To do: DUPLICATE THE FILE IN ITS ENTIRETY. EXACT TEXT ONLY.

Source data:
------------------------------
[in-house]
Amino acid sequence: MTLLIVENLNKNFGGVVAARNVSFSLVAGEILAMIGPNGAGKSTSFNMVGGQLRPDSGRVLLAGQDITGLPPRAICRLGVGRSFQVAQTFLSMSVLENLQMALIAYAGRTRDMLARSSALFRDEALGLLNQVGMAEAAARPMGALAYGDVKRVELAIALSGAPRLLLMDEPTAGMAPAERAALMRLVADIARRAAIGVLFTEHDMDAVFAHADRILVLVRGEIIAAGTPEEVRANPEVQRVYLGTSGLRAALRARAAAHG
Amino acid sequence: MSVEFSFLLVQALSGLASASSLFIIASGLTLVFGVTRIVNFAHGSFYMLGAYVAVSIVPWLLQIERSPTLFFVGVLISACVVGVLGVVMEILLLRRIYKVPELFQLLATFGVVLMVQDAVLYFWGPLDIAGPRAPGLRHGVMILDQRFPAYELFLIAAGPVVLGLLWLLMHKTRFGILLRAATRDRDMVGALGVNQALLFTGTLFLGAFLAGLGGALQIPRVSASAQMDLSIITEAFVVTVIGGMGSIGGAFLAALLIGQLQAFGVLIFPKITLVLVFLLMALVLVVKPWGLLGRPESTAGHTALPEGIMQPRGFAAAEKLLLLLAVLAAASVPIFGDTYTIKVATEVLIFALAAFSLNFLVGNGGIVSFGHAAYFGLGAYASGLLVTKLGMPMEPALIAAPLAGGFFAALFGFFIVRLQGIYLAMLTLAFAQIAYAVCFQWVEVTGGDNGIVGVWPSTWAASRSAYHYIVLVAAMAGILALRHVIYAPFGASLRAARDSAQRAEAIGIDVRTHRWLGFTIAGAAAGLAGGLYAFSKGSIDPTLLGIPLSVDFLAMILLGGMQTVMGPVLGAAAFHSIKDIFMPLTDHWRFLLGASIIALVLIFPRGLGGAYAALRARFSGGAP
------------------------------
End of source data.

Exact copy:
[in-house]
Amino acid sequence: MTLLIVENLNKNFGGVVAARNVSFSLVAGEILAMIGPNGAGKSTSFNMVGGQLRPDSGRVLLAGQDITGLPPRAICRLGVGRSFQVAQTFLSMSVLENLQMALIAYAGRTRDMLARSSALFRDEALGLLNQVGMAEAAARPMGALAYGDVKRVELAIALSGAPRLLLMDEPTAGMAPAERAALMRLVADIARRAAIGVLFTEHDMDAVFAHADRILVLVRGEIIAAGTPEEVRANPEVQRVYLGTSGLRAALRARAAAHG
Amino acid sequence: MSVEFSFLLVQALSGLASASSLFIIASGLTLVFGVTRIVNFAHGSFYMLGAYVAVSIVPWLLQIERSPTLFFVGVLISACVVGVLGVVMEILLLRRIYKVPELFQLLATFGVVLMVQDAVLYFWGPLDIAGPRAPGLRHGVMILDQRFPAYELFLIAAGPVVLGLLWLLMHKTRFGILLRAATRDRDMVGALGVNQALLFTGTLFLGAFLAGLGGALQIPRVSASAQMDLSIITEAFVVTVIGGMGSIGGAFLAALLIGQLQAFGVLIFPKITLVLVFLLMALVLVVKPWGLLGRPESTAGHTALPEGIMQPRGFAAAEKLLLLLAVLAAASVPIFGDTYTIKVATEVLIFALAAFSLNFLVGNGGIVSFGHAAYFGLGAYASGLLVTKLGMPMEPALIAAPLAGGFFAALFGFFIVRLQGIYLAMLTLAFAQIAYAVCFQWVEVTGGDNGIVGVWPSTWAASRSAYHYIVLVAAMAGILALRHVIYAPFGASLRAARDSAQRAEAIGIDVRTHRWLGFTIAGAAAGLAGGLYAFSKGSIDPTLLGIPLSVDFLAMILLGGMQTVMGPVLGAAAFHSIKDIFMPLTDHWRFLLGASIIALVLIFPRGLGGAYAALRARFSGGAP